Nearly two decades after she was born underweight and put into an incubator, a 19-year-old woman in Spain is taking legal action over a mistake made in 2002, when she was switched at birth in a now-defunct hospital in Logroño.

At age 15, she discovered that she had been swapped, after a DNA test showed she was not linked to the family she grew up with, according to her attorney. The woman is suing the regional health department, seeking more than 3 million euros ($3.55 million).

According to Spanish news outlet El País, José Sáez-Morga, the lawyer leading the case, said the woman came to his firm about three years ago, when she was 16, with the plea: “Tell me who I am.”

El País reported that the woman wound up in a “troubled family environment” and was raised by a grandmother. Local news outlet La Rioja, which first reported on the case, described her life as being “immersed in a situation of risk since 2003.”

When the father refused to pay child support, the grandmother filed a complaint. A court-ordered DNA test revealed that the man was not genetically tied to the woman. Her supposed mother wasn’t either, El País reported.

She demanded that the health department notify her of the identity of her biological parents. The department said it was incapable, technically and legally, to answer those questions without an investigation.

A subsequent probe by regional health inspectors found that 17 babies were born at the hospital within a similar time frame. Further investigation — deducting male babies and babies who never went into the incubator room and using other medical data — narrowed the list down to one child. That child and the woman had similar weights and compatible blood types and were in incubators next to each other: Cradles 6 and 7. It was during their transfer back to their cribs where a swap apparently was made.

La Rioja reported that the woman is waiting for a conclusive test from her probable biological father. Her supposed mother died in 2018, the outlet reported.

Though babies being switched at birth is uncommon, it does happen. Two babies went home with the wrong families in 1951, and one of the mothers, even after realizing the mistake, kept quiet for 40 years, “This American Life” reported. In India, tests found that two toddler boys had been switched at birth — but the toddlers refused to leave their parents. Instead, the families are keeping the swapped babies and have been working out how to meet regularly and become friends, the BBC reported in 2018.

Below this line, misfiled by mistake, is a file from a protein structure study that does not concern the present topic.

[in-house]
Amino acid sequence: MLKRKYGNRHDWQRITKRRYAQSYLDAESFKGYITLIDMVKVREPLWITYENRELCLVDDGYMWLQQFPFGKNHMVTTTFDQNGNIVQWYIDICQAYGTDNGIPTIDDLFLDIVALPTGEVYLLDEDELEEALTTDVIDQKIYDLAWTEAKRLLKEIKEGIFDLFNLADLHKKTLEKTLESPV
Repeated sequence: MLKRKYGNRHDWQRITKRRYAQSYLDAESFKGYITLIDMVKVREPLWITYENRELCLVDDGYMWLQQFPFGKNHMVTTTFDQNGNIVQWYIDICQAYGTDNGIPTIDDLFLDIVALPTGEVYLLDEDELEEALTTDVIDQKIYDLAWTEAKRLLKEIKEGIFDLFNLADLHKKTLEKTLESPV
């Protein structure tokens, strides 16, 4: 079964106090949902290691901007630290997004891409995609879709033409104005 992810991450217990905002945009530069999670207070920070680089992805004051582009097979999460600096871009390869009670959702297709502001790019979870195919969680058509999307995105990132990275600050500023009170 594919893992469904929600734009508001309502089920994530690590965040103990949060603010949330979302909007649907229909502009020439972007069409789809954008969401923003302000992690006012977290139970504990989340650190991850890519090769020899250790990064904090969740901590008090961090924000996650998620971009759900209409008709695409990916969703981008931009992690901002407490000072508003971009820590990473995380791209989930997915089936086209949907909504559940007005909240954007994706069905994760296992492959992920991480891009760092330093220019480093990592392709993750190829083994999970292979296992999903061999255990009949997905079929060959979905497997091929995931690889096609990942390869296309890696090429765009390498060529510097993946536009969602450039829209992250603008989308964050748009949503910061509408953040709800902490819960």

Similar swaps have also been reported in recent years in South Africa, El Salvador and elsewhere.

In France, two families whose babies were switched at birth in 1994 won a total of over $2 million in compensation from the Cannes clinic that made the error: $450,000 for each of the women swapped, $340,000 for three parents and $68,000 for three siblings. The families were seeking six times that amount.

Though lawyers at Sáez-Morga’s firm have ruled out an intentional swap, they assume that a minimum amount of diligence could have prevented the mistake, according to La Rioja. The law firm did not immediately respond to a request for comment.

The case “took place nearly 20 years ago,” Sara Alba, head of the regional health department, said in a statement provided to The Washington Post by department spokeswoman Sandra Carmona Requena. Alba said the regional health department is “committed to settle the claim for damages” according to, and with “full respect” for, the appropriate legal proceedings.

“Relevant investigation carried out concluded that the mistake was attributed to a ‘human error,’ ” Alba said. “However, it cannot be proven who made the accidental switch since the systems were not so up-to-date 20 years ago.”

Alba said that thanks to current procedures, “it would be virtually impossible something like this happen again,” she said.

She said identification systems have progressed over the years. In 2002, a token with a fingerprint was used for identification, later changed to a footprint. Currently, identification is done with an umbilical-cord blood sample, she said.

Instead of 3 million euros, the health department has proposed 215,000 euros in compensation, El País reported.